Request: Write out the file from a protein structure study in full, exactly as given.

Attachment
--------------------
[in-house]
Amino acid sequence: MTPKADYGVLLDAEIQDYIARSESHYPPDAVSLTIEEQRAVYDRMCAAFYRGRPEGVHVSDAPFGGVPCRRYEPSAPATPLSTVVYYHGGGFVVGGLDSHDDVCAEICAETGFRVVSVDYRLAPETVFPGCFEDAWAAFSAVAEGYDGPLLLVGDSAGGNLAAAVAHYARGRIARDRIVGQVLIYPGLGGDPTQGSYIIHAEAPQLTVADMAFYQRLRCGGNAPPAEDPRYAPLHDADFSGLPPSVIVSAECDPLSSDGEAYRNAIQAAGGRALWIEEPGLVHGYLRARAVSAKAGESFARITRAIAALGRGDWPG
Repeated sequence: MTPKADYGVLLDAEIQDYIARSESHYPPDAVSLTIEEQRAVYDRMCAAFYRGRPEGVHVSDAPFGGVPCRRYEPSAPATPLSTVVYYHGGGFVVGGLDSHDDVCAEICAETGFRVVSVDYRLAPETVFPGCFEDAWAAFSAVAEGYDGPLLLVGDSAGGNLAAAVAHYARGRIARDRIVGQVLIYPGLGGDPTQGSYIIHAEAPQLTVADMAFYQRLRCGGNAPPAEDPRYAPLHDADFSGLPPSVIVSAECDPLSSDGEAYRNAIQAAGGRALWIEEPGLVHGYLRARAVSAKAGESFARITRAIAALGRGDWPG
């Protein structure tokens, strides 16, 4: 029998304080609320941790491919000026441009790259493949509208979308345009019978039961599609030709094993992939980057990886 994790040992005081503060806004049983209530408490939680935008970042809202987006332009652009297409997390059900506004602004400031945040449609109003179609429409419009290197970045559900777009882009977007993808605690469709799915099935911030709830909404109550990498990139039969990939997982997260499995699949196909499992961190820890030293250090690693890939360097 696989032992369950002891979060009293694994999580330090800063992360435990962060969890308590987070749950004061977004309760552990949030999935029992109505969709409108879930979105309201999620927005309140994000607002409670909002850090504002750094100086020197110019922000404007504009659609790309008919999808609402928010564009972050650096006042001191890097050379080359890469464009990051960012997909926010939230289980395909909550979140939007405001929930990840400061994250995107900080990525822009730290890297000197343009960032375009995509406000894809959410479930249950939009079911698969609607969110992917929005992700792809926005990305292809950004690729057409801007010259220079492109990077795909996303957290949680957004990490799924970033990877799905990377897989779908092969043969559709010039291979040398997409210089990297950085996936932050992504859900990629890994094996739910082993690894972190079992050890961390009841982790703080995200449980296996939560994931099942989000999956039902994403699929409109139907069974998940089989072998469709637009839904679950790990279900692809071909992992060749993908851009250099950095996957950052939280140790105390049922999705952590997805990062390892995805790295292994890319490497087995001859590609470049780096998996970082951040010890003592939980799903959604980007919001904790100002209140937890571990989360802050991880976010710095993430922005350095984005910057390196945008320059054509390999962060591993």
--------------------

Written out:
[in-house]
Amino acid sequence: MTPKADYGVLLDAEIQDYIARSESHYPPDAVSLTIEEQRAVYDRMCAAFYRGRPEGVHVSDAPFGGVPCRRYEPSAPATPLSTVVYYHGGGFVVGGLDSHDDVCAEICAETGFRVVSVDYRLAPETVFPGCFEDAWAAFSAVAEGYDGPLLLVGDSAGGNLAAAVAHYARGRIARDRIVGQVLIYPGLGGDPTQGSYIIHAEAPQLTVADMAFYQRLRCGGNAPPAEDPRYAPLHDADFSGLPPSVIVSAECDPLSSDGEAYRNAIQAAGGRALWIEEPGLVHGYLRARAVSAKAGESFARITRAIAALGRGDWPG
Repeated sequence: MTPKADYGVLLDAEIQDYIARSESHYPPDAVSLTIEEQRAVYDRMCAAFYRGRPEGVHVSDAPFGGVPCRRYEPSAPATPLSTVVYYHGGGFVVGGLDSHDDVCAEICAETGFRVVSVDYRLAPETVFPGCFEDAWAAFSAVAEGYDGPLLLVGDSAGGNLAAAVAHYARGRIARDRIVGQVLIYPGLGGDPTQGSYIIHAEAPQLTVADMAFYQRLRCGGNAPPAEDPRYAPLHDADFSGLPPSVIVSAECDPLSSDGEAYRNAIQAAGGRALWIEEPGLVHGYLRARAVSAKAGESFARITRAIAALGRGDWPG
């Protein structure tokens, strides 16, 4: 029998304080609320941790491919000026441009790259493949509208979308345009019978039961599609030709094993992939980057990886 994790040992005081503060806004049983209530408490939680935008970042809202987006332009652009297409997390059900506004602004400031945040449609109003179609429409419009290197970045559900777009882009977007993808605690469709799915099935911030709830909404109550990498990139039969990939997982997260499995699949196909499992961190820890030293250090690693890939360097 696989032992369950002891979060009293694994999580330090800063992360435990962060969890308590987070749950004061977004309760552990949030999935029992109505969709409108879930979105309201999620927005309140994000607002409670909002850090504002750094100086020197110019922000404007504009659609790309008919999808609402928010564009972050650096006042001191890097050379080359890469464009990051960012997909926010939230289980395909909550979140939007405001929930990840400061994250995107900080990525822009730290890297000197343009960032375009995509406000894809959410479930249950939009079911698969609607969110992917929005992700792809926005990305292809950004690729057409801007010259220079492109990077795909996303957290949680957004990490799924970033990877799905990377897989779908092969043969559709010039291979040398997409210089990297950085996936932050992504859900990629890994094996739910082993690894972190079992050890961390009841982790703080995200449980296996939560994931099942989000999956039902994403699929409109139907069974998940089989072998469709637009839904679950790990279900692809071909992992060749993908851009250099950095996957950052939280140790105390049922999705952590997805990062390892995805790295292994890319490497087995001859590609470049780096998996970082951040010890003592939980799903959604980007919001904790100002209140937890571990989360802050991880976010710095993430922005350095984005910057390196945008320059054509390999962060591993």